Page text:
It’s a been a long winding, up and down, road to get here, but worth the journey. My science fiction novel is now complete and on Amazon for sale. The e-book is there now and the print version will be there soon. Here’s the link to check out the listing on Amazon. New writers live or die by reviews. I’m hoping some of you will take the time to post a review to help me along. I’m looking forward to hearing what people think of the book and what they might like to see happen in the sequel.
It’s been awhile since I’ve posted to my blog here. Probably because of embarrassment over how long it’s taking me to get my manuscript ready for debut. NanoMorphosis is currently in the hands of my editor which should be for the last time. If all goes as planned, the book will be up on Amazon and available for purchase within the next thirty days. The benefit of working with an editor is coming up with a truly polished end product. The downside is the ‘hurry up and wait’ part. I’m in waiting mode again. Working on the book is great fun for me, but sending it off and waiting for someone else? Not so much.
I confess to neglecting my blog here, but not my writing. I’m working hard on NanoMorphosis, raising the writing to a higher level. The scifi story I’ve written is solid and won’t change, but I’m concentrating on reducing narrative and adding dialogue to carry the action forward. The challenge in world building is always to find a way to convey the necessary information without bogging the reader down with long tedious explanations. Most of the changes won’t be major, but this tweaking makes a definite difference in readability. Right now, my manuscript is being looked at by the scifi publisher Angry Robots. So wish me luck with that. Self-publishing is still an option and may be the best choice, once I’ve finished this last editing. We’ll see …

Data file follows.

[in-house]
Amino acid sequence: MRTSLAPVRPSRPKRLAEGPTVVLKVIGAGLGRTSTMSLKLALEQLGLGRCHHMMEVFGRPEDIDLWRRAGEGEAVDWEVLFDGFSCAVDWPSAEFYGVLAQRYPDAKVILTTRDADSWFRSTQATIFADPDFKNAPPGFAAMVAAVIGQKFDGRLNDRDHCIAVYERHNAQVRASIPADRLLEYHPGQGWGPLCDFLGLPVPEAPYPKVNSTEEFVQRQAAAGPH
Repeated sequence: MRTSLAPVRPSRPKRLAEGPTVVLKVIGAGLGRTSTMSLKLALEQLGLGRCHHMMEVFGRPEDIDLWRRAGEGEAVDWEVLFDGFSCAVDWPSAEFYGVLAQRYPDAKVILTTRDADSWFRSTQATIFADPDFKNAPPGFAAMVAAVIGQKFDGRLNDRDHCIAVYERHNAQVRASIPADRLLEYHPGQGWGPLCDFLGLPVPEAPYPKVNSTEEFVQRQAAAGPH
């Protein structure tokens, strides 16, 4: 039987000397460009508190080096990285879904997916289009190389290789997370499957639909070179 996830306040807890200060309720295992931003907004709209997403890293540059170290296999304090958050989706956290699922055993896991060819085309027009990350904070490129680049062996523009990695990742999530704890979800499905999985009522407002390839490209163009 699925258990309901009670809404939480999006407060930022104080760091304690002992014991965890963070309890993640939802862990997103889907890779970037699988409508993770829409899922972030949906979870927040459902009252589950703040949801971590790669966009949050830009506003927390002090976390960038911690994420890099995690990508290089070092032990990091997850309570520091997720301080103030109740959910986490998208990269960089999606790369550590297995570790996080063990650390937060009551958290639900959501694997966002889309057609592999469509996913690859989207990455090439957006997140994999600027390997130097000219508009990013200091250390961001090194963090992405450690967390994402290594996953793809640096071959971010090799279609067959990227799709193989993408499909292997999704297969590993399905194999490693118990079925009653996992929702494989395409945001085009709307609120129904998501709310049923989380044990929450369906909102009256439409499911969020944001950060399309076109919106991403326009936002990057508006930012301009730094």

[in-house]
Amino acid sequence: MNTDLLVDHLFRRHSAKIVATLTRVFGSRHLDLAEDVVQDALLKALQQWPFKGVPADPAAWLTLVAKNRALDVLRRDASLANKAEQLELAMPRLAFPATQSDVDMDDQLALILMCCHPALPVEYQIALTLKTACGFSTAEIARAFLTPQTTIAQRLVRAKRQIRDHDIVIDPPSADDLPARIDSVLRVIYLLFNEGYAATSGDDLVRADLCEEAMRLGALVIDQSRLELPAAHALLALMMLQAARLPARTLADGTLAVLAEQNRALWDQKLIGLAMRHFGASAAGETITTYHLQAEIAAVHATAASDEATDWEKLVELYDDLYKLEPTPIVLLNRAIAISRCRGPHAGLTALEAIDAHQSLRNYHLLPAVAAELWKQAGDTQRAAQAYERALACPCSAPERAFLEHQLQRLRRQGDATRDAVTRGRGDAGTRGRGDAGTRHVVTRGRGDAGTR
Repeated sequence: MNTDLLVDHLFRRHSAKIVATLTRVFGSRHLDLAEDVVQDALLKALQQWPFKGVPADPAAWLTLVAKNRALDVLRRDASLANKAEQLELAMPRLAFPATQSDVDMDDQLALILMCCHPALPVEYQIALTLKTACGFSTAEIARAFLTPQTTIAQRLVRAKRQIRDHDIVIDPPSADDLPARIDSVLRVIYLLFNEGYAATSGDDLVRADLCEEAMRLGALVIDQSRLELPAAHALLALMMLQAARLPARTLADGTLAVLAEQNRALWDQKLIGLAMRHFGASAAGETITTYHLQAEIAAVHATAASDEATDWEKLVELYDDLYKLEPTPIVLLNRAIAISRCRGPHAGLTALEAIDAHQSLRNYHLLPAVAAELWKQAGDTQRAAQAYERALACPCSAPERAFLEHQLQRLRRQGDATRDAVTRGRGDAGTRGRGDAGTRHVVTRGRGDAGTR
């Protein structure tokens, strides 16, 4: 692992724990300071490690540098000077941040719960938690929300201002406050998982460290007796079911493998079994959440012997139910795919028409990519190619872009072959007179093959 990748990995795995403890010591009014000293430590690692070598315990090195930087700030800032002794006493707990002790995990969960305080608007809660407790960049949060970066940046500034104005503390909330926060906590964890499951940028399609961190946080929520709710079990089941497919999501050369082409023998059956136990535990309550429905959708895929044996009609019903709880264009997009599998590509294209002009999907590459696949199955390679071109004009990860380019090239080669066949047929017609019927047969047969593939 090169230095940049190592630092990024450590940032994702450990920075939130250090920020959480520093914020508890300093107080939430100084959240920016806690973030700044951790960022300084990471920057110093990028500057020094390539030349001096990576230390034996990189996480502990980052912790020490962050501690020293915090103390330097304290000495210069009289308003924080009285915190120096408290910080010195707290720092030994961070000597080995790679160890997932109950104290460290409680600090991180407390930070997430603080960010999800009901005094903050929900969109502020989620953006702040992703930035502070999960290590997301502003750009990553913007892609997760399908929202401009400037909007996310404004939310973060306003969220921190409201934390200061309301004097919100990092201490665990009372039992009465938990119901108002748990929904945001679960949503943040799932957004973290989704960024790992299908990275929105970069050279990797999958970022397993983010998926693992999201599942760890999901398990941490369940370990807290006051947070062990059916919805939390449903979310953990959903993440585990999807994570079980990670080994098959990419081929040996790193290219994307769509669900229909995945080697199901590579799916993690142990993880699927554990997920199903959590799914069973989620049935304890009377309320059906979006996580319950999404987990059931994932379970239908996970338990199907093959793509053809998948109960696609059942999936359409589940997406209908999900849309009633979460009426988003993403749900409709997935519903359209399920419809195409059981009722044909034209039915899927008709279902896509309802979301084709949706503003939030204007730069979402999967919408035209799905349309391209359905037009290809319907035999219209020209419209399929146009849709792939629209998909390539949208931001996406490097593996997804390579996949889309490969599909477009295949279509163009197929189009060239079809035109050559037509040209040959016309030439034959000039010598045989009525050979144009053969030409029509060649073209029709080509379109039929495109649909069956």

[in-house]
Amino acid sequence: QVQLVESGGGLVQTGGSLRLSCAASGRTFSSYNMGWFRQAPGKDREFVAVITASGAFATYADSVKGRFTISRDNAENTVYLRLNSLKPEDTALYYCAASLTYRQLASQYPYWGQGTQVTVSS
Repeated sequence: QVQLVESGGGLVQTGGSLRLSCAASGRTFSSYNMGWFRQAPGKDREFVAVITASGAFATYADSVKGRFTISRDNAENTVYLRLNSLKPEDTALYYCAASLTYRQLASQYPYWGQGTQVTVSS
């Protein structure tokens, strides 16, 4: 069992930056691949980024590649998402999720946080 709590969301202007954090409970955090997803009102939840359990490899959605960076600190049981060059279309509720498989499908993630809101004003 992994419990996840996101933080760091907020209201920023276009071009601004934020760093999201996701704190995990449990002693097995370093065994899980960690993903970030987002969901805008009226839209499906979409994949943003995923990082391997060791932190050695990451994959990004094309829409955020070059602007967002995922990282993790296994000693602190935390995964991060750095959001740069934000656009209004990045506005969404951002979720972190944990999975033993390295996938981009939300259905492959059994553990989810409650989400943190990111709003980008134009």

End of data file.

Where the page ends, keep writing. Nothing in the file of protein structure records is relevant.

“What made you write about this? Where did you come up with your idea?”
These are common questions writers get asked. The answers are as varied as the writers themselves and the stories they’ve created. Inspiration comes from many sources ranging from a fleeting observation to a lifetime of hard-earned experience.
Since my writing focuses on science fiction, reading science related magazines and articles is a high priority for me and provides a reliable source of inspiration.
I find it fascinating to see what’s been newly learned and to read about research underway that might change how we perceive the world around us and interact with it. Sadly, I can only absorb a limited amount. Keeping up with all of the discoveries and inventions coming out of the scientific community is an impossible challenge. The rate of new information is accellerating at ever increasing speed and quantity.
There was a time when we thought the physical world could be explained with a set number of rules wrapped in a nice little package, but so far it hasn’t happened. One question just leads to another and another and …. well, you get my point. The unending openness of scientific inquiry can be disconcerting. Safety lies in what is known, danger lies in what is not
I agree, a neat package would be comforting, (perhaps explaining the appeal of religion, which provides set answers accepted on the basis of unquestioning faith), but the price of believing in a wrapped package without examining the contents, means closing one’s mind and ending the pursuit of knowledge.
Personally, it’s the uncertainty that keeps me awake and alive, ready to get up each morning to see what we might learn next.
Speculations on SciFi, Writing and Whatever's on Tap